Industry Statistics across Marketing Channels/Services – All Company Sizes
Let’s take a look at some industry statistics. Criteo surveyed 901 marketers around the world to discover how they’re dividing their budgets across different marketing services.
Here’s what they found:
Paid display (41% was focused on retargeting): 16%
Only 10% of customers purchase products from the first website they visit. Consideration campaigns and awareness ads have become central to the customer journey. These methods help introduce potential customers to your brand and compel them to visit your site.
Gartner notes 50.1% of marketers’ budget is spent on brand awareness and engagement. Personalization was found to be a key strategic marketing capability as well. Personalization efforts account for about 14.2% of spending in CMOs’ budgets.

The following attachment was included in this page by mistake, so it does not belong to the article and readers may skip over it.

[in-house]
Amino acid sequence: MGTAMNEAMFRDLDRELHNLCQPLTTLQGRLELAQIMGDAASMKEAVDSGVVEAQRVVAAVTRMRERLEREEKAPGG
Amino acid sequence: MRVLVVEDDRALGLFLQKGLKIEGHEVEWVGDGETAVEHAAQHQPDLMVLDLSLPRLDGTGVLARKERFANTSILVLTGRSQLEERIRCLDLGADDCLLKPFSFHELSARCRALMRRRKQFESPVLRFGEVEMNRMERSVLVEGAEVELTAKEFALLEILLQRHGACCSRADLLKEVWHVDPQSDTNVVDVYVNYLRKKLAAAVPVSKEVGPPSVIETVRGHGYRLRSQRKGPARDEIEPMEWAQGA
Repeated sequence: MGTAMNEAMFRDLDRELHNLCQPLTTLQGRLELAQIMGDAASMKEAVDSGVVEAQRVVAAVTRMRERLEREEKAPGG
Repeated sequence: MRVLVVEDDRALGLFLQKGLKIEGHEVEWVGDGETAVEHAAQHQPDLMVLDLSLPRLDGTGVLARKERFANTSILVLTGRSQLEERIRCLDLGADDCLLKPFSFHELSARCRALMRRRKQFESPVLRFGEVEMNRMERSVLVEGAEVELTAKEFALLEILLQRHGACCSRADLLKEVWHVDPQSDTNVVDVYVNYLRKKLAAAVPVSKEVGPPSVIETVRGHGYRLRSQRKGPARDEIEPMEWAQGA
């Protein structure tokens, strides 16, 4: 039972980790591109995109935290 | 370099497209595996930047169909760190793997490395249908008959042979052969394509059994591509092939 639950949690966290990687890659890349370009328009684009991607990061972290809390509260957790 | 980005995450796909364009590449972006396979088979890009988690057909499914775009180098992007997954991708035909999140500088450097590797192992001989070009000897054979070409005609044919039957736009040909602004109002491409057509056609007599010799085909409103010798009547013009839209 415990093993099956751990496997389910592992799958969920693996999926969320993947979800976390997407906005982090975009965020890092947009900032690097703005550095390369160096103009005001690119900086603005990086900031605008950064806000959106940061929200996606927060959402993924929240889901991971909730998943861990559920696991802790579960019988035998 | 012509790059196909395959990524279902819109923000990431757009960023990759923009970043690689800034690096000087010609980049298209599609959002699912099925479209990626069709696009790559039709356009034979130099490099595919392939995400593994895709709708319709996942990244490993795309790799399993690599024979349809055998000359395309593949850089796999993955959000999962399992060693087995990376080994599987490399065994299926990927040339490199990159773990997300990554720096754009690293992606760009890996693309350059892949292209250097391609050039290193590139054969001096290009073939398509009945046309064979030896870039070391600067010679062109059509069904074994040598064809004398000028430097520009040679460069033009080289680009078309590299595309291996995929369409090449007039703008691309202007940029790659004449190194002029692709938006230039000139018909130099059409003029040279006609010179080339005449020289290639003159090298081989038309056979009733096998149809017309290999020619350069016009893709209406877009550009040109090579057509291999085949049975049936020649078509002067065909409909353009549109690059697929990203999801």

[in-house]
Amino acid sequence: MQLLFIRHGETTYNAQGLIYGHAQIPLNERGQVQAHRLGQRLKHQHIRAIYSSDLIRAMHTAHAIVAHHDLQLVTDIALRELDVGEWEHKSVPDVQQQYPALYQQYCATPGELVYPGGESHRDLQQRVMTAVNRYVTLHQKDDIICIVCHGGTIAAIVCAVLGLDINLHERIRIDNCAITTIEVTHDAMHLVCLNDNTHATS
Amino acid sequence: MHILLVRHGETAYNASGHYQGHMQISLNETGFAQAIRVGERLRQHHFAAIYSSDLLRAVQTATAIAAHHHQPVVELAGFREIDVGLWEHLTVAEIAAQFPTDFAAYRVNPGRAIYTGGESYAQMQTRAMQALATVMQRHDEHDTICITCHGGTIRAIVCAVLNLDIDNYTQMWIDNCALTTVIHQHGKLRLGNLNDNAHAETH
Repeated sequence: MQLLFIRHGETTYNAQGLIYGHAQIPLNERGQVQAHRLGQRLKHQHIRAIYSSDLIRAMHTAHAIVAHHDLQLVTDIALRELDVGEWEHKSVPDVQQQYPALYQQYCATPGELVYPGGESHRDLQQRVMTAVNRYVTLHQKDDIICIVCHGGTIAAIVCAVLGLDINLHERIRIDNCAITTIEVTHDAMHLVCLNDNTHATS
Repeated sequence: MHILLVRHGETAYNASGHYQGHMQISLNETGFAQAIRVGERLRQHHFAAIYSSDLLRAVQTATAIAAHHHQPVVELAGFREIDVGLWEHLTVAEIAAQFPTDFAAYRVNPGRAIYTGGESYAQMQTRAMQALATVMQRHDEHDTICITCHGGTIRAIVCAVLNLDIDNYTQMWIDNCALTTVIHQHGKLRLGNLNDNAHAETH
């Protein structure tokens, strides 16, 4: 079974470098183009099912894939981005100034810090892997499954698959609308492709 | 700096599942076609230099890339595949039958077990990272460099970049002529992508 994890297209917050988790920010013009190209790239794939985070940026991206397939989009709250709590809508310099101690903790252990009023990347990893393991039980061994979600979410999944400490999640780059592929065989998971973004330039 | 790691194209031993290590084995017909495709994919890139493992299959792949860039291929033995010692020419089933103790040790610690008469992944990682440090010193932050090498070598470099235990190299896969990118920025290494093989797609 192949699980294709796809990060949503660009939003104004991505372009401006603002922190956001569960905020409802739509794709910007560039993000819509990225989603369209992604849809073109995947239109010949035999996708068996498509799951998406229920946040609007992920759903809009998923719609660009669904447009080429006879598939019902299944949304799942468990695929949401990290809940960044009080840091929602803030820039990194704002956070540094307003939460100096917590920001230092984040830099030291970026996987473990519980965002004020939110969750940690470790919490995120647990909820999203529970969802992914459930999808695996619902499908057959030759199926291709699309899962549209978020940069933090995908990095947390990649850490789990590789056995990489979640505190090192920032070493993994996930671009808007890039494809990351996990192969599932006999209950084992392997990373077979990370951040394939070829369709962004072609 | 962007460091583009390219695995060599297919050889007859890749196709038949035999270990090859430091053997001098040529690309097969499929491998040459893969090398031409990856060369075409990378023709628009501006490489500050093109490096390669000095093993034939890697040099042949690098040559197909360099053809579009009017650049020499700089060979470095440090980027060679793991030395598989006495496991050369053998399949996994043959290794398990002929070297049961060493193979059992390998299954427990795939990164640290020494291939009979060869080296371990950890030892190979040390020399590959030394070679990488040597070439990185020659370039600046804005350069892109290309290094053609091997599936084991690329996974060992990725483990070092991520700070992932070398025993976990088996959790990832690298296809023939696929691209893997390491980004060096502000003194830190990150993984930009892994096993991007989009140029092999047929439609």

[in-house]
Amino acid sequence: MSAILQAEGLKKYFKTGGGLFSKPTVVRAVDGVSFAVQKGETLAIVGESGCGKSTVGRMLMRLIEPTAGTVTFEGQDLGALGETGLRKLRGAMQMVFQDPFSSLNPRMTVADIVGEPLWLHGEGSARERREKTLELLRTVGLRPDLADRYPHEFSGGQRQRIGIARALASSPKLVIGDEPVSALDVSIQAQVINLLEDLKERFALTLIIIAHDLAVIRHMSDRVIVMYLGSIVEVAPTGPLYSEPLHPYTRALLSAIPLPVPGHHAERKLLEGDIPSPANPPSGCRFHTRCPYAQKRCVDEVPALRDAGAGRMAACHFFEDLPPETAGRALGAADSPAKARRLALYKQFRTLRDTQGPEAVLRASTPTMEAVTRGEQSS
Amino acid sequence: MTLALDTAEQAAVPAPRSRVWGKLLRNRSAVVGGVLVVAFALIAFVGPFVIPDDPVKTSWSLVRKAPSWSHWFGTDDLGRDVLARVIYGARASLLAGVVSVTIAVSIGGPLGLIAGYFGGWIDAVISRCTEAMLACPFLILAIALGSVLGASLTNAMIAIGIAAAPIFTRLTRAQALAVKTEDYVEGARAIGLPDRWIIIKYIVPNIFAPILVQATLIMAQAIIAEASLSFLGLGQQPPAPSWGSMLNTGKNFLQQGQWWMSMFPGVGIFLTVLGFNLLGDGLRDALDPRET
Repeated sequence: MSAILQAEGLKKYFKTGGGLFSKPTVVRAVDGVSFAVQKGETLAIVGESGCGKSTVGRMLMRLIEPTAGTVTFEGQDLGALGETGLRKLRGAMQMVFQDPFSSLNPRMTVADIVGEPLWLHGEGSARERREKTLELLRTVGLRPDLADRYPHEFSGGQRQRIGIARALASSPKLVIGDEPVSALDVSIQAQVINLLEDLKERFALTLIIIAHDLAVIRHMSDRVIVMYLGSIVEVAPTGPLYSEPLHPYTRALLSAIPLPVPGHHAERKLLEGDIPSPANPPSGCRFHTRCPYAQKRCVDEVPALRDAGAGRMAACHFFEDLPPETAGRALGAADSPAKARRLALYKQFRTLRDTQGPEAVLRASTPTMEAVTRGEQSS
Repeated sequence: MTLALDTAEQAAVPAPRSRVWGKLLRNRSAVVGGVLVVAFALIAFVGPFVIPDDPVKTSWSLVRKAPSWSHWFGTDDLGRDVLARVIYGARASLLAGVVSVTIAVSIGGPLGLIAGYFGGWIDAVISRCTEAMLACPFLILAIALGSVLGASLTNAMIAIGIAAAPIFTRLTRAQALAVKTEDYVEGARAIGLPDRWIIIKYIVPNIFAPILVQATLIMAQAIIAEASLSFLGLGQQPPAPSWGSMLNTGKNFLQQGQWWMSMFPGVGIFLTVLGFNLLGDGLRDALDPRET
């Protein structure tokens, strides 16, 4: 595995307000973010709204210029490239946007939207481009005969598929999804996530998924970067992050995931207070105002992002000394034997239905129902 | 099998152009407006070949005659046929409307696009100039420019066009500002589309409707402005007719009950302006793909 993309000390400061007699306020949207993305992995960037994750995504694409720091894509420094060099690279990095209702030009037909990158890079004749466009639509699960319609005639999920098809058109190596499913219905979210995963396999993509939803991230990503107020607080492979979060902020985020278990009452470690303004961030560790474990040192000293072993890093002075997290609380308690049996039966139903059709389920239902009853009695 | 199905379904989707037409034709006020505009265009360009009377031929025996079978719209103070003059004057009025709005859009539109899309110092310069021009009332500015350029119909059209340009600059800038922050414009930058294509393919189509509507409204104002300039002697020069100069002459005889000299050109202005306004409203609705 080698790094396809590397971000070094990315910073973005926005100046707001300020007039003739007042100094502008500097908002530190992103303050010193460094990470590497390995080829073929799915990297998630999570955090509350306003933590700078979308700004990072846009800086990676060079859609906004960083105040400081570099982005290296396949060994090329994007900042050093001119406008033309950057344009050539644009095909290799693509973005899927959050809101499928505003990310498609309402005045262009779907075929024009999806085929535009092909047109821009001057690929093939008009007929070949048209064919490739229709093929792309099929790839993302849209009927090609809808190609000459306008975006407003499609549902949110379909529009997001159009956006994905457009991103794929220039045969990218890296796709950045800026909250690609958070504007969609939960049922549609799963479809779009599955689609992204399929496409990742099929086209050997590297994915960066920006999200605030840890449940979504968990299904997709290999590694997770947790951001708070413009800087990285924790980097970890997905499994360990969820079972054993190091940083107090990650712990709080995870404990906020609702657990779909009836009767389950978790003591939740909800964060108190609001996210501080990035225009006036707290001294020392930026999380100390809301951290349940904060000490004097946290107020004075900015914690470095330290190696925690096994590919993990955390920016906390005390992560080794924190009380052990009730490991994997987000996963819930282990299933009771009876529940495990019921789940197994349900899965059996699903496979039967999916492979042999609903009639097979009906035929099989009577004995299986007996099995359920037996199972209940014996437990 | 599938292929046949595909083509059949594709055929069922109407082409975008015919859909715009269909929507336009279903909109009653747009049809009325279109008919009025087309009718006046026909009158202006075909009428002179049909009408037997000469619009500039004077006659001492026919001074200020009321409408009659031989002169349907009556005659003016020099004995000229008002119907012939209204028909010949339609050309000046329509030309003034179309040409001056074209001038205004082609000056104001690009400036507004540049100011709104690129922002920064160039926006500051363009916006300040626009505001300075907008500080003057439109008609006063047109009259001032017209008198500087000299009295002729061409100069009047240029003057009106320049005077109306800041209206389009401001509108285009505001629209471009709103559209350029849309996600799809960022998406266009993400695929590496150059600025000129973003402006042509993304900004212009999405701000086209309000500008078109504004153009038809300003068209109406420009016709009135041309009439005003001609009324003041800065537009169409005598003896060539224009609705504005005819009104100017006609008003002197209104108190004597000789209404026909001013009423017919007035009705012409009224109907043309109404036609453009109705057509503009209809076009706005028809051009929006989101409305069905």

As many people spend several hours a day on social platforms, there are numerous opportunities for businesses to use ads and connect with their consumers.
Per eMarketer, Facebook has become the largest seller of digital advertising behind Google. In 2019, Facebook generated $67.37 billion in net ad revenues. Compare this with Twitter, which made $2.97 billion.
Traditional marketing: 13%
Criteo noticed that traditional media is still a necessary tool for marketers, even though digital accounts for over half of ad/marketing spending worldwide.
TV specifically gets most of the traditional marketing dollars (primarily in the B2C industry), and the rest is evenly distributed across newspapers, magazines, and radio. B2B industries outspend B2C when allocating their offline budget towards events (21.9% vs. 16.4%).